In many ways these are exactly the problems the Government’s Nationality and Borders Bill is supposed to resolve. However, despite being introduced on July 6, the Bill has yet to complete its path through the Commons, let alone the back and forth which is sure to occur when the heavily pro-Remain House of Lords propose amendments. At this rate we will not see legislation come into force until well into the New Year. In the meantime, thousands more migrants will make the crossings – all of them paying large sums to people-smugglers funding organised crime across Europe as well as the UK.

Now is the time for the Government to pick up the pace and, if necessary, speedily implement additional legislation to help give our Border Force officials more powers to deter further crossings, relieving the stress on the RNLI. Or maybe it is time to utilise the technology and manpower of the Royal Navy. 

Why is the Government continually failing to deliver its General Election promises? It seems a major part of the problem is an obsessive focus within Downing Street on both limiting future spending and placing every other issue behind a Net-Zero agenda which would so damage our economy. While we all understand Covid-19 has changed the financial landscape, the Conservative Party must begin to understand how the public feel if they want to retain the seats they won in the 2019 General Election.

The trust people loaned to the Conservative Party in 2019 – many for the first time – cannot be taken for granted in the future, as resentment will fester if they feel the promises made meant nothing. Although the PM himself said he understood these votes were ‘borrowed’, it seems those words are now a distant memory to him. We are reminded time and again that many in this Government are so used to this country being run by the European Union, they clearly have either no ambition – or perhaps no ability – to innovate and gain the maximum benefit of Brexit Britain.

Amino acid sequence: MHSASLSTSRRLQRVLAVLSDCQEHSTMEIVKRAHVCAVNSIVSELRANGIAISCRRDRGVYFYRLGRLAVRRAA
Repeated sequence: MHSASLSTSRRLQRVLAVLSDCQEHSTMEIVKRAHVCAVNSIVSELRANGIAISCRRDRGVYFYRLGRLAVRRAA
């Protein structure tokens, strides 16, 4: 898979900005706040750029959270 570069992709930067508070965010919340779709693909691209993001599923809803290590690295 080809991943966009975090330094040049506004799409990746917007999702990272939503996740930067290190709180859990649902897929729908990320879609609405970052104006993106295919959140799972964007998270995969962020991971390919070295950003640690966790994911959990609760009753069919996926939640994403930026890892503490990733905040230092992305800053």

However, beyond the Government having to defeat political and economic opposition within Parliament and the Cabinet, there still remains a firm blockage to policy from within the Civil Service – or the Blob, as it is becoming known. The Home Secretary, Priti Patel, has repeatedly complained of policy proposals being watered down from what she as the Secretary of State had wanted – and without her approval. She is not alone, with many other Ministers complaining of the same thing and with unelected mandarins in the Snivel Service in Whitehall believing they have the right to decide Government policy. If this is allowed to continue we will never see ambitious and wide-ranging reforms implemented – not only to our immigration system, but our entire legislative system. We are crying out for change and innovation, but so often these unelected officials within Whitehall are stuck with their minds hankering after the past, instead of the reality of what is needed now. Our country is suffering as a result.

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Jayne Adye
Jayne Adye is the director of the leading grassroots, cross-Party, Eurosceptic campaign Get Britain Out